• 623 children (19% of the full population) were sentenced for two offences; • 201 (6%) for three;
• 80 (2%) for four; and
• 50 (2%) for between five and nine offences.
Persistence and length of offending history among sampled children
Even among our sample of 200 sentenced children, on whom we have relatively detailed information, a full assessment of offending history has not been possible because of missing and inconsistent data entry on the ‘criminal history’ section of the Asset forms. Nevertheless,
26. The specific issue of the relationship between previous convictions and culpability is not addressed by the SGC guideline. Paragraph 2.4 of the guideline states:
Whilst a court is required to aggravate the seriousness of an offence where there are previous convictions (if the court considers that to be reasonable taking account both of the offence and the time that had elapsed since the previous conviction 6), a sentence that follows re-offending does not need to be more severe than the previous sentence solely because there had been a previous conviction.(SGC, 2009; emphasis in the original).
we have sought to identify the proportion of these children who are persistent offenders, in accordance with the ‘procedural definition’ of persistence that was used by government, and was adopted in the Barnardo’s report on the custody threshold for 12-14 year olds. (It should be noted that this is a broader definition than that suggested by the Sentencing Youthsguideline (SGC, 2009), cited above.) According to the procedural definition, a child is persistent if he or she:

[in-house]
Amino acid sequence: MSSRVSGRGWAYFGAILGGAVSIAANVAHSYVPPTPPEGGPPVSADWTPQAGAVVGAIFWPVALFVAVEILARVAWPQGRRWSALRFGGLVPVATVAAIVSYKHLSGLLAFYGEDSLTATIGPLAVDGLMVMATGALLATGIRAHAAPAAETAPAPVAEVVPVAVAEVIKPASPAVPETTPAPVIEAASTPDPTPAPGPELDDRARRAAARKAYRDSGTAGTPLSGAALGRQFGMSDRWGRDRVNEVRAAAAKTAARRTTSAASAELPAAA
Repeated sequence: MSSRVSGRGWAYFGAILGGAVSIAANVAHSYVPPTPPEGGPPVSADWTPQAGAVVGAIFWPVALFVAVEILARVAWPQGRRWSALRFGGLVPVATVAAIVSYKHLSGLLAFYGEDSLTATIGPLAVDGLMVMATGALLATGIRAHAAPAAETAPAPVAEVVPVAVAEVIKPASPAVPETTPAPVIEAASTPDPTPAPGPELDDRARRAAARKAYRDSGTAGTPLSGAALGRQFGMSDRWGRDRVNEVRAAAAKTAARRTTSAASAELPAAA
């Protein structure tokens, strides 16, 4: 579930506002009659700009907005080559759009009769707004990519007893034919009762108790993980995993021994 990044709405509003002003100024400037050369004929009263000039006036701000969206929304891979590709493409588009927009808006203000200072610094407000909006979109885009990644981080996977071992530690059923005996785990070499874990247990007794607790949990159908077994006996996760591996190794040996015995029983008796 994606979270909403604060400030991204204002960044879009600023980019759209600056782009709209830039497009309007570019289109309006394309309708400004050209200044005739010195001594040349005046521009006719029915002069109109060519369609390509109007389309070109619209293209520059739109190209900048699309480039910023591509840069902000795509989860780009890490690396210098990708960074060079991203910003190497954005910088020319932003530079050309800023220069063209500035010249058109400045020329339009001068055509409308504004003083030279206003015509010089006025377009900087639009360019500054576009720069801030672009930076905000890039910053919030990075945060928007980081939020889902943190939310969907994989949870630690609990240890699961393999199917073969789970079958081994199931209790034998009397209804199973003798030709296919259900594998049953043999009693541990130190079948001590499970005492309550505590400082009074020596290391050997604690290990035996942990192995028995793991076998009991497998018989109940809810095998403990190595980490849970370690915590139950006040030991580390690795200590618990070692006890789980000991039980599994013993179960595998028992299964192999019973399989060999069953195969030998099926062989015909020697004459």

has been sentenced by any criminal court in the UK on three or more separate occasions for one or more recordable offences and within three years of the last
sentencing occasion is subsequently arrested or has information laid against them for a
further recordable offence (Ministry of Justice, 2008: 12).27
At least 70% of our sample are persistent offenders, according to this definition. A further 24% have previous convictions, but because of missing data on the numbers and/or dates of these convictions, we are unable to state with confidence whether or not they are persistent. Fourteen of the children, or 7% of the sample, can be described as first-time offenders on the basis that they have no previous convictions. Eleven out of these 14 children (6% of the full sample) also have had no final warnings or cautions, while the other three have had pre-court disposals.